Fleischmann, A., Rivadavia, F., Gonella, P.M., Pérez-Bañón, C., Mengual, X. & Rojo, S. (2016). Where is my food? Brazilian flower fly steals prey from carnivorous sundews in a newly discovered plant-animal interaction. PLOS ONE, doi:10.1371/journal.pone.0153900

Dr. Andreas Fleischmann
SNSB, Botanische Staatssammlung München
Menzinger Straße 67, D-80638 Munich
Tel. (+49) 089/17861-240

Weitere Informationen:

Dr. Eva-Maria Natzer | idw - Informationsdienst Wissenschaft

More articles from Life Sciences:

nachricht When fat cells change their colour
28.10.2016 | Albert-Ludwigs-Universität Freiburg im Breisgau

nachricht Aquaculture: Clear Water Thanks to Cork
28.10.2016 | Technologie Lizenz-Büro (TLB) der Baden-Württembergischen Hochschulen GmbH

All articles from Life Sciences >>>

The most recent press releases about innovation >>>

Die letzten 5 Focus-News des innovations-reports im Überblick:

Im Focus: Novel light sources made of 2D materials

Physicists from the University of Würzburg have designed a light source that emits photon pairs. Two-photon sources are particularly well suited for tap-proof data encryption. The experiment's key ingredients: a semiconductor crystal and some sticky tape.

So-called monolayers are at the heart of the research activities. These "super materials" (as the prestigious science magazine "Nature" puts it) have been...

Im Focus: Etching Microstructures with Lasers

Ultrafast lasers have introduced new possibilities in engraving ultrafine structures, and scientists are now also investigating how to use them to etch microstructures into thin glass. There are possible applications in analytics (lab on a chip) and especially in electronics and the consumer sector, where great interest has been shown.

This new method was born of a surprising phenomenon: irradiating glass in a particular way with an ultrafast laser has the effect of making the glass up to a...

Im Focus: Light-driven atomic rotations excite magnetic waves

Terahertz excitation of selected crystal vibrations leads to an effective magnetic field that drives coherent spin motion

Controlling functional properties by light is one of the grand goals in modern condensed matter physics and materials science. A new study now demonstrates how...

Im Focus: New 3-D wiring technique brings scalable quantum computers closer to reality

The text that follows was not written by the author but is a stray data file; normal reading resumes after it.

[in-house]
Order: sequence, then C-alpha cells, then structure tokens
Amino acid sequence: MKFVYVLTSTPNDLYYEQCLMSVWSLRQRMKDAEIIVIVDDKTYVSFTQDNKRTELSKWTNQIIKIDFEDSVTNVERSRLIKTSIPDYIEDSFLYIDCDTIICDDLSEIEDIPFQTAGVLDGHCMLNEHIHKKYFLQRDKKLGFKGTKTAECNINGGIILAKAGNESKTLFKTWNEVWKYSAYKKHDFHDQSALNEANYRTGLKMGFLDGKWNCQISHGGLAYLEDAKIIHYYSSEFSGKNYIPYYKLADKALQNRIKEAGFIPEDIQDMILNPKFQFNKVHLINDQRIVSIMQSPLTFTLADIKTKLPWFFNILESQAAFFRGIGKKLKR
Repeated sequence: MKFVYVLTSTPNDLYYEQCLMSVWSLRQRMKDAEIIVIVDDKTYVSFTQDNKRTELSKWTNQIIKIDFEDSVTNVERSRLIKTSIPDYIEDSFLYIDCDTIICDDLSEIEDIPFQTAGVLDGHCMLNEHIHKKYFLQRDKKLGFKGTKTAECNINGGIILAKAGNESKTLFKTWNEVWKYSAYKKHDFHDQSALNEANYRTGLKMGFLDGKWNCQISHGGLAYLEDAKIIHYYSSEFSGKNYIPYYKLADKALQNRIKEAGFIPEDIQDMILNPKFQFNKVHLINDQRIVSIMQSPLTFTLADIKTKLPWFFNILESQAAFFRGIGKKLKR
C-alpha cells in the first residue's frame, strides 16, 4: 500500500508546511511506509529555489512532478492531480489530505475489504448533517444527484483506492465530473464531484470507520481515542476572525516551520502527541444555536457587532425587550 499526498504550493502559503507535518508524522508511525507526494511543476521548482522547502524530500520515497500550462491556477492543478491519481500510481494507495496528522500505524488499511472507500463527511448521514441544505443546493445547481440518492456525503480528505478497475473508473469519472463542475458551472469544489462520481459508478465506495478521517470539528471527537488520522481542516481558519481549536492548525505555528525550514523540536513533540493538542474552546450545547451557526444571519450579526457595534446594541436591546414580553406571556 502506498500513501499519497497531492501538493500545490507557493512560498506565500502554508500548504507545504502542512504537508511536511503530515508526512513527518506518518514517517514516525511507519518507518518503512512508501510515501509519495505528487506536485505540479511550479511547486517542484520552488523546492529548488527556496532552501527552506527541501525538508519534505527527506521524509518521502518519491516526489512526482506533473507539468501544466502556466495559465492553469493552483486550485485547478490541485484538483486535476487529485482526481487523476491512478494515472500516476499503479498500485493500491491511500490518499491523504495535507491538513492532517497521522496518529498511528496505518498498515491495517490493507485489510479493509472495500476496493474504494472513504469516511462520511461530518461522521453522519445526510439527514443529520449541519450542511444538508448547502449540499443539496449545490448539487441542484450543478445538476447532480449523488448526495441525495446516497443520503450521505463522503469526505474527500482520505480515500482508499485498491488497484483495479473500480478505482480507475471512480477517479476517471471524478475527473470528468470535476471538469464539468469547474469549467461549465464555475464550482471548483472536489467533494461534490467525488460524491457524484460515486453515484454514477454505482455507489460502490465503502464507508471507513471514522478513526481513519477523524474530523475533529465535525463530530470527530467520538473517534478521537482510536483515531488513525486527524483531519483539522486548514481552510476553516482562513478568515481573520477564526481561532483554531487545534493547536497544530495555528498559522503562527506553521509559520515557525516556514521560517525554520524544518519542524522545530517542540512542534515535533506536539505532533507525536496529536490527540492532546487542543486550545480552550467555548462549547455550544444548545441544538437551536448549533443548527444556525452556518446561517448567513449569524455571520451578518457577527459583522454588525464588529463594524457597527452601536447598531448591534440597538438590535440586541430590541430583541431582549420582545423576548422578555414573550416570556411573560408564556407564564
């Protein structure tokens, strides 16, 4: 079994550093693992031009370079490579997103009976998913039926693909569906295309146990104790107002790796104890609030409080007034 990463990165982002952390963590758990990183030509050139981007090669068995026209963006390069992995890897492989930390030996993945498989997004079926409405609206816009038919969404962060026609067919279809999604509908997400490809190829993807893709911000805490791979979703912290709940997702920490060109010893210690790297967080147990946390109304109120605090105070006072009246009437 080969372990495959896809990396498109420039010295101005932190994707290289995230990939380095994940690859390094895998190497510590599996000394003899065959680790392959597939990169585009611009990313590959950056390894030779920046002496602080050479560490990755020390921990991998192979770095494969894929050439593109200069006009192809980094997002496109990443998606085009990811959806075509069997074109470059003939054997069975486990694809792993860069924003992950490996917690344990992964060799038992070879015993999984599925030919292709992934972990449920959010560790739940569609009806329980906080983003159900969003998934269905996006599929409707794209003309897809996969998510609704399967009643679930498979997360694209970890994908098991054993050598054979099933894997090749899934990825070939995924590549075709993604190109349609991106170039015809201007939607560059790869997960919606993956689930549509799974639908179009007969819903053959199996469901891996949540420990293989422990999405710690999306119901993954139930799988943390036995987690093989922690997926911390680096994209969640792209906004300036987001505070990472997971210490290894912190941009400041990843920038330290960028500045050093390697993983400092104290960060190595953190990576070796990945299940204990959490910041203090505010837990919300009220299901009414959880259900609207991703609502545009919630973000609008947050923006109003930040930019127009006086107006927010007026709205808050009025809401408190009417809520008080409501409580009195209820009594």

Researchers from the Institute for Quantum Computing (IQC) at the University of Waterloo led the development of a new extensible wiring technique capable of controlling superconducting quantum bits, representing a significant step towards to the realization of a scalable quantum computer.

"The quantum socket is a wiring method that uses three-dimensional wires based on spring-loaded pins to address individual qubits," said Jeremy Béjanin, a PhD...

Im Focus: Scientists develop a semiconductor nanocomposite material that moves in response to light

In a paper in Scientific Reports, a research team at Worcester Polytechnic Institute describes a novel light-activated phenomenon that could become the basis for applications as diverse as microscopic robotic grippers and more efficient solar cells.

A research team at Worcester Polytechnic Institute (WPI) has developed a revolutionary, light-activated semiconductor nanocomposite material that can be used...

All Focus news of the innovation-report >>>



Event News

#IC2S2: When Social Science meets Computer Science - GESIS will host the IC2S2 conference 2017

14.10.2016 | Event News

Agricultural Trade Developments and Potentials in Central Asia and the South Caucasus

14.10.2016 | Event News

World Health Summit – Day Three: A Call to Action

12.10.2016 | Event News

Latest News

Prototype device for measuring graphene-based electromagnetic radiation created

28.10.2016 | Power and Electrical Engineering

Gamma ray camera offers new view on ultra-high energy electrons in plasma

28.10.2016 | Physics and Astronomy

When fat cells change their colour

28.10.2016 | Life Sciences

More VideoLinks >>>